Assessing and ensuring preschool quality in Slovenia – a systemic analysis and overview of the current state of affairs Mojca Kovač Šebart and Andreja Hočevar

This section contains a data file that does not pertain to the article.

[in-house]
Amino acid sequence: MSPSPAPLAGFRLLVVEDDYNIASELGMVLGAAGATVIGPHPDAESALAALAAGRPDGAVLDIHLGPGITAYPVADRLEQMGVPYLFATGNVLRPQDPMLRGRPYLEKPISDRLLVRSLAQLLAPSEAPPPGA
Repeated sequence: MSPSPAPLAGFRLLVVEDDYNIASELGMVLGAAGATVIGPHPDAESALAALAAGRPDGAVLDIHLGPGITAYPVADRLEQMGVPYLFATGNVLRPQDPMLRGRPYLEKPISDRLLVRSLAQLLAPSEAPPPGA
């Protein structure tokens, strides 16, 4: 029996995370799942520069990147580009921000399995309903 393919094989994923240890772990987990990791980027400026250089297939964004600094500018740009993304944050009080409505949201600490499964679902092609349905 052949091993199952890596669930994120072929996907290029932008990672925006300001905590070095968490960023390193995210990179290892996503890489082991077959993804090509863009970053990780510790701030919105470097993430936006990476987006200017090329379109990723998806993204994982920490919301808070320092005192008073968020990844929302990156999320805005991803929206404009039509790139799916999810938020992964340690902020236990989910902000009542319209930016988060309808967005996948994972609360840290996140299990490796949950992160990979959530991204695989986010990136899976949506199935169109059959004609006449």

Summary: The authors analyze the systemic solutions of assessing and ensuring preschool quality at the process level and address the questions of whether and how quality policies at the global level influence the considerations and solutions of preschool quality evaluation in Slovenia. The documents adopted by many organizations at the global level focus increasingly on assessing quality in terms of its effectiveness, and the effectiveness is related to society’s economic development and strength, as well as the “added value” to which preschool education programs contribute. Emphasis is placed on the children’s fitness for school, and the effectiveness of preschool education is measured in terms of the children’s school and life achievements (employability, welfare). The authors of the article rely on the thesis that quality preschool education should plan, conduct and evaluate the educational process in pursuit of the goal of educating a free, autonomous and critical subject. Quality indicators at the process level define the key points that impact the quality of preschool education and that are reflected in the child’s social and emotional responses, communication, behavior, and the acquisition of new experience and knowledge. Therefore, they start by considering the concept of the current Preschool Curriculum (Kurikulum za vrtce 1999), because it is crucial in designing and understanding the evaluation of educational work in preschools. They conclude that the Preschool Curriculum (ibid.) is designed in a way that perceives the process of education as a goal in itself with a value of its own, taking precedence over the results that children attending preschool should attain. They also analyze the solutions that relate to the models of preschool quality assessment and assurance in Slovenia. They demonstrate that despite two projects financed in the past to establish and successfully evaluate a conceptually well thought out model of preschool self-evaluation, decision-makers have not been building on their further development or implementation in preschools. Rather, they have focused on the development of a new “common model” of quality evaluation for the entire educational vertical, which emphasizes learning and teaching children and their achievements. The authors write that still today we know little about important aspects of preschool process quality. The latter requires preschool educators to evaluate critically (and monitor) an educational process that foregrounds the child’s development and learning in interaction with adults and preschool peers. This also means we know little about whether the educational process is planned and conducted to work toward the goal of educating a free, autonomous and critical subject. The decision-makers (i.e., financing policies) are simply not interested.